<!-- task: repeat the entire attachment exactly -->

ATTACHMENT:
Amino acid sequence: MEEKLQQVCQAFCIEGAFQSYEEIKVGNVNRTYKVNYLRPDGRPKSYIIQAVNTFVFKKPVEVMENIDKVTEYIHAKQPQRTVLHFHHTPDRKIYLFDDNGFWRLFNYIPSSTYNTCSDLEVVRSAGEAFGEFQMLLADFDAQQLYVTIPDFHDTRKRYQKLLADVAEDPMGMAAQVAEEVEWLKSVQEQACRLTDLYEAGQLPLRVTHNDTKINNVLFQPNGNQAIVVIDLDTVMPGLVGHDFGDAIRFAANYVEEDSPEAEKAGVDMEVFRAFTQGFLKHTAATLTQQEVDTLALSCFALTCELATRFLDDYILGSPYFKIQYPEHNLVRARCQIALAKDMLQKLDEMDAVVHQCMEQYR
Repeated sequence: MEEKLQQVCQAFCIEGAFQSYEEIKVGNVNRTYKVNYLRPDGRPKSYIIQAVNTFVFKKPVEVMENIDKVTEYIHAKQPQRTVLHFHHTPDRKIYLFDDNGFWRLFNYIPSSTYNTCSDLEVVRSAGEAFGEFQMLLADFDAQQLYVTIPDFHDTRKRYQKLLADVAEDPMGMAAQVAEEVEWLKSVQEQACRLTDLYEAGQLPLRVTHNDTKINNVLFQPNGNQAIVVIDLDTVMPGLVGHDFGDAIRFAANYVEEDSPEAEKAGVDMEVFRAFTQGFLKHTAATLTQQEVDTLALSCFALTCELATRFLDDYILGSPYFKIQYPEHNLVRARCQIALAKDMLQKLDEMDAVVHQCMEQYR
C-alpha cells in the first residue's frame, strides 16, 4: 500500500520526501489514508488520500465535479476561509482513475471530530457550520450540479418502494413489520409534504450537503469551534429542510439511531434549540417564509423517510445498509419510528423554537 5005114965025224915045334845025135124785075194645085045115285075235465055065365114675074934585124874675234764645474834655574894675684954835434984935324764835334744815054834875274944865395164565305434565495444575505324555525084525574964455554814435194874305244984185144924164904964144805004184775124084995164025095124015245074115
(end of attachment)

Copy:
Amino acid sequence: MEEKLQQVCQAFCIEGAFQSYEEIKVGNVNRTYKVNYLRPDGRPKSYIIQAVNTFVFKKPVEVMENIDKVTEYIHAKQPQRTVLHFHHTPDRKIYLFDDNGFWRLFNYIPSSTYNTCSDLEVVRSAGEAFGEFQMLLADFDAQQLYVTIPDFHDTRKRYQKLLADVAEDPMGMAAQVAEEVEWLKSVQEQACRLTDLYEAGQLPLRVTHNDTKINNVLFQPNGNQAIVVIDLDTVMPGLVGHDFGDAIRFAANYVEEDSPEAEKAGVDMEVFRAFTQGFLKHTAATLTQQEVDTLALSCFALTCELATRFLDDYILGSPYFKIQYPEHNLVRARCQIALAKDMLQKLDEMDAVVHQCMEQYR
Repeated sequence: MEEKLQQVCQAFCIEGAFQSYEEIKVGNVNRTYKVNYLRPDGRPKSYIIQAVNTFVFKKPVEVMENIDKVTEYIHAKQPQRTVLHFHHTPDRKIYLFDDNGFWRLFNYIPSSTYNTCSDLEVVRSAGEAFGEFQMLLADFDAQQLYVTIPDFHDTRKRYQKLLADVAEDPMGMAAQVAEEVEWLKSVQEQACRLTDLYEAGQLPLRVTHNDTKINNVLFQPNGNQAIVVIDLDTVMPGLVGHDFGDAIRFAANYVEEDSPEAEKAGVDMEVFRAFTQGFLKHTAATLTQQEVDTLALSCFALTCELATRFLDDYILGSPYFKIQYPEHNLVRARCQIALAKDMLQKLDEMDAVVHQCMEQYR
C-alpha cells in the first residue's frame, strides 16, 4: 500500500520526501489514508488520500465535479476561509482513475471530530457550520450540479418502494413489520409534504450537503469551534429542510439511531434549540417564509423517510445498509419510528423554537 5005114965025224915045334845025135124785075194645085045115285075235465055065365114675074934585124874675234764645474834655574894675684954835434984935324764835334744815054834875274944865395164565305434565495444575505324555525084525574964455554814435194874305244984185144924164904964144805004184775124084995164025095124015245074115